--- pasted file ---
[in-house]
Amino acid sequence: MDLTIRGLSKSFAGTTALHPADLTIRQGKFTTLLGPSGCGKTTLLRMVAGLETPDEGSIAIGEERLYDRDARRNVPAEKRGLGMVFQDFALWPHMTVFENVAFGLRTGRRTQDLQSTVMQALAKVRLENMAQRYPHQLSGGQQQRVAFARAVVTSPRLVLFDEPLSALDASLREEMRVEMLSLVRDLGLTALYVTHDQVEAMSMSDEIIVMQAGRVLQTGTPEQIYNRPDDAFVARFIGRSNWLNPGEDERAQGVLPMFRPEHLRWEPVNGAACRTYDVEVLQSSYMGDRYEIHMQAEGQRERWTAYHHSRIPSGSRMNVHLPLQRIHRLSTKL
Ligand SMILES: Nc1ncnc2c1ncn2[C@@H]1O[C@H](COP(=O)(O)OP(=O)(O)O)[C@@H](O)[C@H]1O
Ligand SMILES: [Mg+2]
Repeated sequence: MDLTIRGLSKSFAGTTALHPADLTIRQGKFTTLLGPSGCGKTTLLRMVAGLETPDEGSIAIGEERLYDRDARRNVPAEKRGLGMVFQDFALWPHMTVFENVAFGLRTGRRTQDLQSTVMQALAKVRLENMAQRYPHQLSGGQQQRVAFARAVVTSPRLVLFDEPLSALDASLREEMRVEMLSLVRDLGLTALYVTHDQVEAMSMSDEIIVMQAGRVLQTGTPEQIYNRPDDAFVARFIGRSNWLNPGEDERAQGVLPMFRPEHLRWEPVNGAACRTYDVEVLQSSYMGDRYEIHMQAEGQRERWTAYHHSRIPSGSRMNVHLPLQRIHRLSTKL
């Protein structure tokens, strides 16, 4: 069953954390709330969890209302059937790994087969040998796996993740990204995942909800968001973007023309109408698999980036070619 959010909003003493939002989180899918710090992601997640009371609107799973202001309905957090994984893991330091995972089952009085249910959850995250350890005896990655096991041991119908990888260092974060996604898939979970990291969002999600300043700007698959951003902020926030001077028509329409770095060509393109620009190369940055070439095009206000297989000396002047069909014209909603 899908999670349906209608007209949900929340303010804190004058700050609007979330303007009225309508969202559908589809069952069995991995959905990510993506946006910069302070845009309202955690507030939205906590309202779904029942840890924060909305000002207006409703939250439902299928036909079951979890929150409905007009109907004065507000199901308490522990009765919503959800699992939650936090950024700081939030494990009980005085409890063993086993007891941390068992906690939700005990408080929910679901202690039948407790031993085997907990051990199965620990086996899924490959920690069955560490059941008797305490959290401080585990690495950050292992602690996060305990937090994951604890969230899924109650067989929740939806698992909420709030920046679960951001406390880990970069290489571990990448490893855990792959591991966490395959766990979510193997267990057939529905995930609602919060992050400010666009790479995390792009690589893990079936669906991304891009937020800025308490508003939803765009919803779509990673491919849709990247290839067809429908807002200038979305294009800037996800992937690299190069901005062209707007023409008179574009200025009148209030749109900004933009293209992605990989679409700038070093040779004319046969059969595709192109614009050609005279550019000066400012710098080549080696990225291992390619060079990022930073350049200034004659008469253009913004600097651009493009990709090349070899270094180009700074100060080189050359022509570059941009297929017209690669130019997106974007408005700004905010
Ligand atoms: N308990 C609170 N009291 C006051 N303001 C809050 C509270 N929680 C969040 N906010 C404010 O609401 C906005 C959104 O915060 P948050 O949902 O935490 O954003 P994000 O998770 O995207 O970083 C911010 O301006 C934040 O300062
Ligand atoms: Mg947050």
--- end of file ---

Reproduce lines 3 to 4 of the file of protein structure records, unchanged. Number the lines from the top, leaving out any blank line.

Ligand SMILES: Nc1ncnc2c1ncn2[C@@H]1O[C@H](COP(=O)(O)OP(=O)(O)O)[C@@H](O)[C@H]1O
Ligand SMILES: [Mg+2]